Being economical with EOR

Elaine Maslin

April 1, 2015

Consideration is being given to new tax incentives to encourage enhanced oil recovery schemes in the UK North Sea. Elaine Maslin looks at an assessment of EOR economics.

Professor Alex Kemp.
 

As production declines, the rate of large new discoveries dwindles, enhanced oil recovery (EOR) schemes are becoming an ever attractive option on the UK Continental Shelf (UKCS).

But are they attractive and could tax incentives help make them more so? A recent report by Professor Alex Kemp and Linda Stephen at the University of Aberdeen compared the economics of three types of EOR and suggests that a tax allowance, based on operating costs, would help make these technologies fly in this mature, expensive basin.

While EOR schemes are already in common use onshore, they are less common offshore, due to the higher implementation costs. But, with an average UKCS recovery rate of about 45%, the potential for EOR could be huge.

The University of Aberdeen’s review, under the aegis of the Aberdeen Centre for Research in Energy Economics and Finance, assessed three types of EOR – salinity waterflood, polymer flood and miscible gas injection. The study was conducted ahead of a review of the UKCS tax regime, which could look to introduce tax incentives appropriate for EOR. An announcement on the tax review was due to be made during the UK Chancellor’s budget on 18 March, just before OE went to press.

For each model, it was assumed that the EOR project would be undertaken on existing host or mother fields.

Low salinity waterflood

According to the study, low salinity waterflood involves a substantial initial investment, followed by a modest annual production increase, spread over a very long time period, meaning a long payback period. Operating costs are substantial, the report says, particularly in terms of requirements for manpower and beds offshore.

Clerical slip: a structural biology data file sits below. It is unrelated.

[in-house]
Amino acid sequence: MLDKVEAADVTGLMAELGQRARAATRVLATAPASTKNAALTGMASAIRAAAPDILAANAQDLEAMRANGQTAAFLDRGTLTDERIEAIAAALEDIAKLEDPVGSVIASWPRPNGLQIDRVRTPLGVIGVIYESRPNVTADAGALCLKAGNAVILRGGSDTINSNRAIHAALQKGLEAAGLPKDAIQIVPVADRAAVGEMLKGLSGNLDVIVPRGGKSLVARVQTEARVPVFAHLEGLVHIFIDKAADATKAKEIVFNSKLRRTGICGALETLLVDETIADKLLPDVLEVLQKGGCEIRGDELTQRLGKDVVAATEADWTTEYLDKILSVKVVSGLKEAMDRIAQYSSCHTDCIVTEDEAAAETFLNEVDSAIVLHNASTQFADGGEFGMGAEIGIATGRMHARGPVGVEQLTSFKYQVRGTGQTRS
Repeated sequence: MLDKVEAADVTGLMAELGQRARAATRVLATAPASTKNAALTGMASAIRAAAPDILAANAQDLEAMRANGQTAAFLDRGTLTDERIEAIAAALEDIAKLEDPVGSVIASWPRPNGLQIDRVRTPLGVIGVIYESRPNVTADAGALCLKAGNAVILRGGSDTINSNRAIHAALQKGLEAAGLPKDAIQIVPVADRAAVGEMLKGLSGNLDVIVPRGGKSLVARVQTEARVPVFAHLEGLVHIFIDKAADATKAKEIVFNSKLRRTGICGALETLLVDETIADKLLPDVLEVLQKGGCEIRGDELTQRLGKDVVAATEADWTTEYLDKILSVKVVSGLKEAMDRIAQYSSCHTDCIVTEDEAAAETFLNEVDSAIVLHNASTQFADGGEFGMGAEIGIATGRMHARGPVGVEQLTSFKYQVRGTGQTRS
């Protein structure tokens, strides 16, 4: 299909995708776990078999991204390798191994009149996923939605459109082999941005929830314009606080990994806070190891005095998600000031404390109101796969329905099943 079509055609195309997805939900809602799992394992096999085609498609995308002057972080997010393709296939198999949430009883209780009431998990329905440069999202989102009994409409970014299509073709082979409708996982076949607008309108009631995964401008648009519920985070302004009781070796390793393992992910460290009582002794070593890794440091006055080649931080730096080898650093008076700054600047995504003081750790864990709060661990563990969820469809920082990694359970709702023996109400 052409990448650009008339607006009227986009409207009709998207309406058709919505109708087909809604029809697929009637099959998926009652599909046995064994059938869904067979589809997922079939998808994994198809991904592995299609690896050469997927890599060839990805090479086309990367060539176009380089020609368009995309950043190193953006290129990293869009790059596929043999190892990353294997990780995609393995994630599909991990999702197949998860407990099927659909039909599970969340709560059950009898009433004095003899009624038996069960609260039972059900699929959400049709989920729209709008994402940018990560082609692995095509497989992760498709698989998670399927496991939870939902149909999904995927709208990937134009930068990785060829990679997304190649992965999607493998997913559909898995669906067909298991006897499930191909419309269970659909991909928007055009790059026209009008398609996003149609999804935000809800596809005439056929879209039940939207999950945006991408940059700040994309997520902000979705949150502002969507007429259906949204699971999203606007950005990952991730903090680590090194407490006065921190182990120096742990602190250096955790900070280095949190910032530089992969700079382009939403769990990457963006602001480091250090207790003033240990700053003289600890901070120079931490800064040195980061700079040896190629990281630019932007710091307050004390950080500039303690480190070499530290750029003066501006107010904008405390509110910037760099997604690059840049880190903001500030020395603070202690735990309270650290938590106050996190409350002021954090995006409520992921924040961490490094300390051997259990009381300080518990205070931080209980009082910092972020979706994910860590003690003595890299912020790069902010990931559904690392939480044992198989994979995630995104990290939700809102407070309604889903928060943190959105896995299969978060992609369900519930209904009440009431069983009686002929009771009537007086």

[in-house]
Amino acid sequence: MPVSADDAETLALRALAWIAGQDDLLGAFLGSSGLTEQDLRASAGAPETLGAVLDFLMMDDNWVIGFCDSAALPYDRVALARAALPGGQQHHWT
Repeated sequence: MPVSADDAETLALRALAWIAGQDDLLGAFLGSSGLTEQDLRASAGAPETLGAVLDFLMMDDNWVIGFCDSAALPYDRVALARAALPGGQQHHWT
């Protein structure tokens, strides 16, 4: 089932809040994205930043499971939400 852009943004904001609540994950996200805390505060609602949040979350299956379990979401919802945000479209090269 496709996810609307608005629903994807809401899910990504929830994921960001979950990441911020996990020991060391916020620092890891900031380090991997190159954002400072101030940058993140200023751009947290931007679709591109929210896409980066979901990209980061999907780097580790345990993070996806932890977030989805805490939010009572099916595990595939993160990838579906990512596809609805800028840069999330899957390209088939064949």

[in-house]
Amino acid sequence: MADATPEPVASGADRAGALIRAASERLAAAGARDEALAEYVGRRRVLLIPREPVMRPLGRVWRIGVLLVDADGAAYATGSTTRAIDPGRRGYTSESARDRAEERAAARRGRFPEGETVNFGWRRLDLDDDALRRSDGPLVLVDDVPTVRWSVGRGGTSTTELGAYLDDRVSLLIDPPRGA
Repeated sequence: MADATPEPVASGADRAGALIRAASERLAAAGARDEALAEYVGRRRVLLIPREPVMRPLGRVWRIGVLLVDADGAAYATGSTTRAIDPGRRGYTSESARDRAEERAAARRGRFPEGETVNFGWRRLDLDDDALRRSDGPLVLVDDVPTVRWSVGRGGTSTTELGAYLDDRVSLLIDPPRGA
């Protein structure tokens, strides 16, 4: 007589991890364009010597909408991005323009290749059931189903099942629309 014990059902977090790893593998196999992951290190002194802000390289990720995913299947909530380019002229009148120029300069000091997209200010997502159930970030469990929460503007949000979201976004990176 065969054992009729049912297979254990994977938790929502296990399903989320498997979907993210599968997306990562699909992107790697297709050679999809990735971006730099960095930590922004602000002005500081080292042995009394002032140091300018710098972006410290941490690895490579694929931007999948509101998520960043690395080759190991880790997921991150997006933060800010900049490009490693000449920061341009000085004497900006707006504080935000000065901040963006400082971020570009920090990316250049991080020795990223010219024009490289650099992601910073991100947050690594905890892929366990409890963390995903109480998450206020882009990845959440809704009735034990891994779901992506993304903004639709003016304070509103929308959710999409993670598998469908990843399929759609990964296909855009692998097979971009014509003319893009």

Key risks of low salinity projects are; the effectiveness of the waterflood technology in enhancing oil production; the commissioning of the low salinity equipment; the additional complexity of managing the reservoir; and the extra problems regarding well integrity. A further risk relates to the extra weight on the platform from the low salinity kit, which reduces the flexibility of other activities on the platform.

The university assessed a project involving potential EOR of 42 MMbbl, with an estimated £338 million development cost (US$13.3/bbl), at 2014 prices. Lifetime operating costs were estimated at around £100 million and operating costs per barrel at just under $4/bbl.

Polymer flood

Polymer flood also has a high initial investment cost, including the cost of modifying the FPSO/platform for receipt of polymers, and the costs of building the EOR storage facilities, according to the University of Aberdeen report. Operating costs are also high, because of the need to purchase large amounts of polymer over a long period. In fact, the cost of the polymers may constitute 80%-90% of the total operating costs, the report says. As with low salinity water, the additional production from polymer flood will generally be at modest levels, over a long time, with payback similarly long.